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Adult Allies Empower Youth As Leaders of Today and for the Future

In this installment of CMF Community Voices – a special edition as part of our year-long 50th anniversary celebration – Megan Gydesen, Michigan Community Foundation's Youth Project Committee Member, shares more of her reflections as a former Manistee County Community Foundation Youth Advisory Council member and her learnings from this year's Youth Grantmakers Summer Leadership Conference

Megan Gydesen, Michigan Community Foundation's Youth Project Committee Member


CMF Community Voices features a series of conversations and insights from leaders across our community of philanthropy. This curated collection of blogs and Q&As lifts up inspiring voices from changemakers providing reflections in the areas of Equity, People, Practice and Policy, with equity at the center.

Adult Allies Empower Youth As Leaders of Today and for the Future

By Megan Gydesen, Michigan Community Foundation's Youth Project Committee Member

It wasn’t until this summer's Youth Grantmakers Summer Leadership Conference, hosted by CMF and the Michigan Community Foundations Youth Project (MCFYP) Committee, that I was introduced to the term ”adult ally.” Since that moment, I have been compelled to discover what it means.

While the term seemed simple enough at first, it gradually began to puzzle me and bring plenty of questions to the front of my mind. What makes someone a true adult ally? How can I act as an adult ally as I begin to leave the youth phase of my life?

After some reminiscing, I realized that my entire life, I had been surrounded by adult allies. My adult allies were the people who encouraged me to chase my passions, the ones who helped me step out of my comfort zone in order to grow into who I am today. They were the people who let me speak and be heard.

I was lucky enough to have a mother who acted as my first adult ally. She worried about more than just scraped knees and messy bedrooms; she was supportive of my ideas and valued my presence within our house. Whether that was through hanging art I made or helping me in my goal to start recycling, she always made a point to show me that she saw value in my ideas regardless of my age.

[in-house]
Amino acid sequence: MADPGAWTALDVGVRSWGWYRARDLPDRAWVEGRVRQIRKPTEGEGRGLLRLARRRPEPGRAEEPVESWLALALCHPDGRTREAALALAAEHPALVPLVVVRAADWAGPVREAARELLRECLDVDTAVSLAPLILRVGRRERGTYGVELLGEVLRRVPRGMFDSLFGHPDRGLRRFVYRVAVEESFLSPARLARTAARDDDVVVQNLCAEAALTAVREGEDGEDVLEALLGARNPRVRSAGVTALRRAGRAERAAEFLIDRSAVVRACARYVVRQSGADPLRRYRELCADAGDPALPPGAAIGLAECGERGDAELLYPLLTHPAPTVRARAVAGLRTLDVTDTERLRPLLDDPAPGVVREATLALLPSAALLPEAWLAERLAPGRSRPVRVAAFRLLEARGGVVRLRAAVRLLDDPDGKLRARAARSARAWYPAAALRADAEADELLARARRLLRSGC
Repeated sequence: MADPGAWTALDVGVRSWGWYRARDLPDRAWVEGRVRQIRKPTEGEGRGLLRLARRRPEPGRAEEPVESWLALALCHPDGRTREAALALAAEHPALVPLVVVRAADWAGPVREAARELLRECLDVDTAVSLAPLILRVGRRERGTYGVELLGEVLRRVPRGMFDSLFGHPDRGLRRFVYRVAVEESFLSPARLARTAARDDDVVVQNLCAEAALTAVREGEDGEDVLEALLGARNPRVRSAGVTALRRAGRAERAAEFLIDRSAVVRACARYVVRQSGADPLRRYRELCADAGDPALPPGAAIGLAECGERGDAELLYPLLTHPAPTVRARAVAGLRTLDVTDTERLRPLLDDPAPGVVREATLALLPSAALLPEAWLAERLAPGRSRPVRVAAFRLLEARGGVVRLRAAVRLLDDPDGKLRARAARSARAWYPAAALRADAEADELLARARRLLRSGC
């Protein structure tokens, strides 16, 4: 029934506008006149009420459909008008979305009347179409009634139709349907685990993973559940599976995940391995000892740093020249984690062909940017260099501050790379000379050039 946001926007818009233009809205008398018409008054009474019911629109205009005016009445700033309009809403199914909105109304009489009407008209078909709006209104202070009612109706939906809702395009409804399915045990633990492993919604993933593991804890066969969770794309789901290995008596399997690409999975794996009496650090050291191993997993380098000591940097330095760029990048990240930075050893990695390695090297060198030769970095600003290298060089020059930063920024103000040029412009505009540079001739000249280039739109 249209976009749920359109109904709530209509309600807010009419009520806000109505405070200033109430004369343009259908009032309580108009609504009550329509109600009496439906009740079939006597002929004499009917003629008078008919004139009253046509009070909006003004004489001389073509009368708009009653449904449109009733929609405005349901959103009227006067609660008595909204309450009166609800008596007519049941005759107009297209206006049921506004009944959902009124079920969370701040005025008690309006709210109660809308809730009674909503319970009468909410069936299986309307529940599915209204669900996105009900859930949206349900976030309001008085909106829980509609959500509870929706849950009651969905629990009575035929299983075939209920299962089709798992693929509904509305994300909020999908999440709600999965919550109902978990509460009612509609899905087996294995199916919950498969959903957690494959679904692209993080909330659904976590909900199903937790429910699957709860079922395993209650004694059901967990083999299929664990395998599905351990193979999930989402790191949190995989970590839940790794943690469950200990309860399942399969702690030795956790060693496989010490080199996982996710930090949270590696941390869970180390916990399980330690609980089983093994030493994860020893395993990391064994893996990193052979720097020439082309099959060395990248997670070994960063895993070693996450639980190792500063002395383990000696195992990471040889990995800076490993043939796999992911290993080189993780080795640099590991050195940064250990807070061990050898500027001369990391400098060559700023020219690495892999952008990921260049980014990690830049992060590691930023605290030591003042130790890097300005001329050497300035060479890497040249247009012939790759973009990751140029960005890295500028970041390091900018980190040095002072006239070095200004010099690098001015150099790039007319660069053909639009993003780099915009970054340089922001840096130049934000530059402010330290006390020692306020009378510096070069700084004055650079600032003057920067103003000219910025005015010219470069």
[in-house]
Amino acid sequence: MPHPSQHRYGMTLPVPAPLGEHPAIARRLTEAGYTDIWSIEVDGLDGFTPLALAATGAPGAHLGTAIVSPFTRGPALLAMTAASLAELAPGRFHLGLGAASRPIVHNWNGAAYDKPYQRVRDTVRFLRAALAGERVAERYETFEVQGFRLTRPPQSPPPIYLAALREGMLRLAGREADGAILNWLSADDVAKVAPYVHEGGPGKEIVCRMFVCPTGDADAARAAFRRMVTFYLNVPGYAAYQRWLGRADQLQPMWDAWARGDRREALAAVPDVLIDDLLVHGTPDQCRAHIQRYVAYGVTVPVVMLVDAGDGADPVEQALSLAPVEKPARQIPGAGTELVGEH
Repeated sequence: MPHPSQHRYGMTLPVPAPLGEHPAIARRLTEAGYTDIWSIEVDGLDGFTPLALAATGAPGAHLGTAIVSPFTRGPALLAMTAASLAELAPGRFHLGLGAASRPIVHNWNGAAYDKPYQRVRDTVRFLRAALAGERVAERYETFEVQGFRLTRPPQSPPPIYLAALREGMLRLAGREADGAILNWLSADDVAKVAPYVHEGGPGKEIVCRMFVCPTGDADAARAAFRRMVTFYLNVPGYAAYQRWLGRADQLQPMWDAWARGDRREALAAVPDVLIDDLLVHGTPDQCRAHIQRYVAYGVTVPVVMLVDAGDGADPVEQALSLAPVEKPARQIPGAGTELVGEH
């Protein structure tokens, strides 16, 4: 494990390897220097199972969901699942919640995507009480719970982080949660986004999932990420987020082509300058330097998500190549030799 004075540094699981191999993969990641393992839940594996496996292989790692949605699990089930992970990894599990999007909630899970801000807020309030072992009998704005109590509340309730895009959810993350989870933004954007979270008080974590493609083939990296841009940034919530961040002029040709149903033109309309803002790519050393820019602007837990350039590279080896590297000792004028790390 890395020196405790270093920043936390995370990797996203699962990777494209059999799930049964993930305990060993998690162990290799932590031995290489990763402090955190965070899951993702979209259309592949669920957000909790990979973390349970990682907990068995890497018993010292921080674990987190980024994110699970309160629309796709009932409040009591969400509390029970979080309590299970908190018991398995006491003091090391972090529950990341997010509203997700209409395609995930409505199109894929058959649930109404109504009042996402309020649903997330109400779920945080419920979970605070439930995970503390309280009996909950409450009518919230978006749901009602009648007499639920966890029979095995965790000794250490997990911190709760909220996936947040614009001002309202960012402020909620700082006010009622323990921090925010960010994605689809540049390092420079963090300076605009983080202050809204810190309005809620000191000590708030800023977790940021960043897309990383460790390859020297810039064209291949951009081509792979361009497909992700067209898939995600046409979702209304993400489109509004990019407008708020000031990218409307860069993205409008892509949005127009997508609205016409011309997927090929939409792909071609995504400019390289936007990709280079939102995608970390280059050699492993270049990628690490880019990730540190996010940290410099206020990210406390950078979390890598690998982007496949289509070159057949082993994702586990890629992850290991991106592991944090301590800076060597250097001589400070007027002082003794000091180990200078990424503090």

Similarly, my high school science teacher was another adult ally who changed my view on my role within my community. He often made the claim that youth had the ability to change the world and that change could start from within our school. He showed his faith in this claim by entrusting me with complete control of different project action plans and encouraging me to find my own unique solutions based on my studies.

My first adult ally in the world of philanthropy was my Youth Advisory Council (YAC) advisor and now long-time mentor, Hannah Rodriguez, who serves as a program officer and the MCFYP advisor at Manistee County Community Foundation. She introduced me to the world of youth philanthropy and showed me that using my voice could create impacts that influenced far more than just a household or a school. It could influence entire communities and help guide other youth across Michigan.

Hannah taught me the valuable lesson that the only way my voice can be heard is if I am brave enough to speak.

These lessons are truly crucial as a youth in the world of philanthropy. Oftentimes, our reality is that when there are big discussions or decisions about youth, we aren’t invited to the table. Our opinions and voices aren’t innately a part of those conversations, and because of that, they are often forgotten. We are forced to play a backseat role in our schools, communities and ultimately in our lives.

A common belief is that serious conversations should be left to those who are older and likely have a deeper understanding of how to navigate philanthropy’s rules and guidelines. But that doesn’t have to be true. This mindset ignores the fact that youth have unique perspectives and formative experiences of their own, all of which make them experts in their own rights.

It dismisses the idea that without the chance to learn how these systems work and function, youth will never get the chance to better themselves, for their generation and for generations to come.

In rooms worldwide, there will be conversations about how to help, encourage or engage youth in some form that won't allow youth to have a seat at all tables. Without youth perspective being represented in these conversations, we cannot fully contextualize and understand their needs.

By engaging youth leaders and evaluating how we support youth in our councils, we open ourselves up to enriching conversations with unique and important perspectives. Furthermore, by introducing youth to the systems that determine factors of their life, we are bound to discover new ideas, innovations and concepts born to navigate these systems.

Adult allies come in many forms and settings, but they all share the drive to encourage youth in their journeys. In YACs and youth philanthropy efforts across Michigan, we get the chance to work alongside youth as we create a positive impact in our community instead of merely working in their name.

In helping our youth share their opinions on issues that impact their communities, we can act as adult allies for future and current generations, all by providing an outlet for these young leaders.


CMF is a national leader in engaging and developing the skills and voices of youth in philanthropy and within their communities. Learn more about youth philanthropy in our state.

We are thrilled to share these installments of CMF Community Voices as we continue our year-long future-focused 50th anniversary celebration.
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